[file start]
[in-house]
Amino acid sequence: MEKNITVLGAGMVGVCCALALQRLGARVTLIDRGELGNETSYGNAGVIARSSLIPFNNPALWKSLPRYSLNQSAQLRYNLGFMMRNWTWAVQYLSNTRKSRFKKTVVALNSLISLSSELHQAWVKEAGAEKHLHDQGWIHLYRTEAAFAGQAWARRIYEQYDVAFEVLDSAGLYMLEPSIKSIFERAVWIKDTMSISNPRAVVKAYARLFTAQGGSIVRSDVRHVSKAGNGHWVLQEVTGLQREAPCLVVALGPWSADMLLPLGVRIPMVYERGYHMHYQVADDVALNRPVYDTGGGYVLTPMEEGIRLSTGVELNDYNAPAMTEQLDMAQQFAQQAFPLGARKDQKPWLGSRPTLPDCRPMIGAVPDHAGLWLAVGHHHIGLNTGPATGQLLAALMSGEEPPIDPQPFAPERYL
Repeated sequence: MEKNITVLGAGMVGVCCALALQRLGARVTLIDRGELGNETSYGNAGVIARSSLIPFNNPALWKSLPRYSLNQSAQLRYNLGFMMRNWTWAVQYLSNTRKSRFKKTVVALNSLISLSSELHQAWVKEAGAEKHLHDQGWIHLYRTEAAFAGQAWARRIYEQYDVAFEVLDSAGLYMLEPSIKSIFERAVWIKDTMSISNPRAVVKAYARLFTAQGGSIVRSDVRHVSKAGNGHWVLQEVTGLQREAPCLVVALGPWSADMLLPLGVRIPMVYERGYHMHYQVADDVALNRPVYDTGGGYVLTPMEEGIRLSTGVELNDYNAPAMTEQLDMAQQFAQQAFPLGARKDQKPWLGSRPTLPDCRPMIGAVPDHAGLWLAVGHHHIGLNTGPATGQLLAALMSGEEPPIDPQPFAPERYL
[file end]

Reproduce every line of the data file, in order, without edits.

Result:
[in-house]
Amino acid sequence: MEKNITVLGAGMVGVCCALALQRLGARVTLIDRGELGNETSYGNAGVIARSSLIPFNNPALWKSLPRYSLNQSAQLRYNLGFMMRNWTWAVQYLSNTRKSRFKKTVVALNSLISLSSELHQAWVKEAGAEKHLHDQGWIHLYRTEAAFAGQAWARRIYEQYDVAFEVLDSAGLYMLEPSIKSIFERAVWIKDTMSISNPRAVVKAYARLFTAQGGSIVRSDVRHVSKAGNGHWVLQEVTGLQREAPCLVVALGPWSADMLLPLGVRIPMVYERGYHMHYQVADDVALNRPVYDTGGGYVLTPMEEGIRLSTGVELNDYNAPAMTEQLDMAQQFAQQAFPLGARKDQKPWLGSRPTLPDCRPMIGAVPDHAGLWLAVGHHHIGLNTGPATGQLLAALMSGEEPPIDPQPFAPERYL
Repeated sequence: MEKNITVLGAGMVGVCCALALQRLGARVTLIDRGELGNETSYGNAGVIARSSLIPFNNPALWKSLPRYSLNQSAQLRYNLGFMMRNWTWAVQYLSNTRKSRFKKTVVALNSLISLSSELHQAWVKEAGAEKHLHDQGWIHLYRTEAAFAGQAWARRIYEQYDVAFEVLDSAGLYMLEPSIKSIFERAVWIKDTMSISNPRAVVKAYARLFTAQGGSIVRSDVRHVSKAGNGHWVLQEVTGLQREAPCLVVALGPWSADMLLPLGVRIPMVYERGYHMHYQVADDVALNRPVYDTGGGYVLTPMEEGIRLSTGVELNDYNAPAMTEQLDMAQQFAQQAFPLGARKDQKPWLGSRPTLPDCRPMIGAVPDHAGLWLAVGHHHIGLNTGPATGQLLAALMSGEEPPIDPQPFAPERYL